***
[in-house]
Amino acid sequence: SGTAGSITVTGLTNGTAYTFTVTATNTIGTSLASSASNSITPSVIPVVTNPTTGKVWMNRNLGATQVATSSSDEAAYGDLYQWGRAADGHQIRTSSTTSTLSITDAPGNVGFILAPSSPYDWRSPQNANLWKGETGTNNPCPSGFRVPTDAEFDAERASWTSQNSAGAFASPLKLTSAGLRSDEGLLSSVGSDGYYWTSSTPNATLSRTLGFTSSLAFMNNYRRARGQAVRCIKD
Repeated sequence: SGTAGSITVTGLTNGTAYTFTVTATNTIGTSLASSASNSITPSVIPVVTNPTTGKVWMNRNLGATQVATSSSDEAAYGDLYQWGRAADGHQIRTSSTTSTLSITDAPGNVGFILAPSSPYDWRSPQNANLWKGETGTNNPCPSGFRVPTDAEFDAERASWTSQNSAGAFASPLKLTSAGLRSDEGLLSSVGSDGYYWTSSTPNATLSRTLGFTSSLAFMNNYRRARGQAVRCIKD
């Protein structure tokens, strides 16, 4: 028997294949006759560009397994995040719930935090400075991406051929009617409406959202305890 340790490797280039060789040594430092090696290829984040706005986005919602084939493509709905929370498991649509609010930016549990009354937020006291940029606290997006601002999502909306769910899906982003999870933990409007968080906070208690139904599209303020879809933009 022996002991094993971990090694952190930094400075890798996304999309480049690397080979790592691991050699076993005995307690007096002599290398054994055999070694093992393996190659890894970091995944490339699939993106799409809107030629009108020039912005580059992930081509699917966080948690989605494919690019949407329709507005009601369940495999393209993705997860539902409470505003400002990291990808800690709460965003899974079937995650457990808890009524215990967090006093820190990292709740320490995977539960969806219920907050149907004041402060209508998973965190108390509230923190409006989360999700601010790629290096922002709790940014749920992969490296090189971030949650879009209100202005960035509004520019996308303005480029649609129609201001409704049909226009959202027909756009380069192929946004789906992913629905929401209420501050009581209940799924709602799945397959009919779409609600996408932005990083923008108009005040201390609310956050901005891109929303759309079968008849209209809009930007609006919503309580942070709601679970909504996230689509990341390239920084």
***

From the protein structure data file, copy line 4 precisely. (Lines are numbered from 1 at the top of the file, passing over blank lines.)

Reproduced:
């Protein structure tokens, strides 16, 4: 028997294949006759560009397994995040719930935090400075991406051929009617409406959202305890 340790490797280039060789040594430092090696290829984040706005986005919602084939493509709905929370498991649509609010930016549990009354937020006291940029606290997006601002999502909306769910899906982003999870933990409007968080906070208690139904599209303020879809933009 022996002991094993971990090694952190930094400075890798996304999309480049690397080979790592691991050699076993005995307690007096002599290398054994055999070694093992393996190659890894970091995944490339699939993106799409809107030629009108020039912005580059992930081509699917966080948690989605494919690019949407329709507005009601369940495999393209993705997860539902409470505003400002990291990808800690709460965003899974079937995650457990808890009524215990967090006093820190990292709740320490995977539960969806219920907050149907004041402060209508998973965190108390509230923190409006989360999700601010790629290096922002709790940014749920992969490296090189971030949650879009209100202005960035509004520019996308303005480029649609129609201001409704049909226009959202027909756009380069192929946004789906992913629905929401209420501050009581209940799924709602799945397959009919779409609600996408932005990083923008108009005040201390609310956050901005891109929303759309079968008849209209809009930007609006919503309580942070709601679970909504996230689509990341390239920084």